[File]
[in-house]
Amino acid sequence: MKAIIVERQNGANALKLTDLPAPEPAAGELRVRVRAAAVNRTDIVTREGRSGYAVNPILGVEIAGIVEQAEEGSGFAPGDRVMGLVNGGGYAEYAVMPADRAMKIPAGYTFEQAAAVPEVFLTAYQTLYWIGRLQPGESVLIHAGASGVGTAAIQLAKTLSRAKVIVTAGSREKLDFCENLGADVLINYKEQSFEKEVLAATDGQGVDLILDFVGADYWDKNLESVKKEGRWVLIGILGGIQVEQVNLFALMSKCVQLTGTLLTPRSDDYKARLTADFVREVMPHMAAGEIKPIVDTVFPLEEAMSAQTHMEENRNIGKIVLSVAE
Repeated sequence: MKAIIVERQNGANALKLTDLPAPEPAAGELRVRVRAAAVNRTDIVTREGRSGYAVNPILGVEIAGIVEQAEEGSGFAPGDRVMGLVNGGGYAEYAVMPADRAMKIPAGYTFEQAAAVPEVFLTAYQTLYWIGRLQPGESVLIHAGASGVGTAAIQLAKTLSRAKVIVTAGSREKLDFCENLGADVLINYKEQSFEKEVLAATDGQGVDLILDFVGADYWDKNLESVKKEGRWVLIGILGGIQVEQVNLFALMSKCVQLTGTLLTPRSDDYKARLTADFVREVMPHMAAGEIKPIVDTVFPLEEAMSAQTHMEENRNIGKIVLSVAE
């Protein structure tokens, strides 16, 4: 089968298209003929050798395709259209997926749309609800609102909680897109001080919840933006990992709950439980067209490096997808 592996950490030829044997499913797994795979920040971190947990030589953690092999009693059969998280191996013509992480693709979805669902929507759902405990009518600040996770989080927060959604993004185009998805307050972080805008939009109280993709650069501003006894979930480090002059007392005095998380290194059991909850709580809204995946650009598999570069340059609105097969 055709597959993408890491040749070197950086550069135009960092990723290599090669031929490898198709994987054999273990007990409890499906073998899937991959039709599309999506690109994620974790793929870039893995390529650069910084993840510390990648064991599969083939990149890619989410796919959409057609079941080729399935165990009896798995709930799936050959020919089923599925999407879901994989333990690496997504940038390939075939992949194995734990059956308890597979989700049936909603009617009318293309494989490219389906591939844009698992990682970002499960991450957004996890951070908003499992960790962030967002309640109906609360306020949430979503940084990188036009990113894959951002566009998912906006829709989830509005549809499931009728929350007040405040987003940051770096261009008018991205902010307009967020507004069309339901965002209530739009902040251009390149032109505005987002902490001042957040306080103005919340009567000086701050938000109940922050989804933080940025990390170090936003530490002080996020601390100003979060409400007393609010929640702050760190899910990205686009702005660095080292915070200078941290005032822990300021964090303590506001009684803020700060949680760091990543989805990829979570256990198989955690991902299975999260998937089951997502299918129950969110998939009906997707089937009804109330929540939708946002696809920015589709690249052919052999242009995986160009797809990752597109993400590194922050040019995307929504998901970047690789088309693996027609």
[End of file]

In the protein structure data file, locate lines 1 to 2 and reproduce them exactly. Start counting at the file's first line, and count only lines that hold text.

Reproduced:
[in-house]
Amino acid sequence: MKAIIVERQNGANALKLTDLPAPEPAAGELRVRVRAAAVNRTDIVTREGRSGYAVNPILGVEIAGIVEQAEEGSGFAPGDRVMGLVNGGGYAEYAVMPADRAMKIPAGYTFEQAAAVPEVFLTAYQTLYWIGRLQPGESVLIHAGASGVGTAAIQLAKTLSRAKVIVTAGSREKLDFCENLGADVLINYKEQSFEKEVLAATDGQGVDLILDFVGADYWDKNLESVKKEGRWVLIGILGGIQVEQVNLFALMSKCVQLTGTLLTPRSDDYKARLTADFVREVMPHMAAGEIKPIVDTVFPLEEAMSAQTHMEENRNIGKIVLSVAE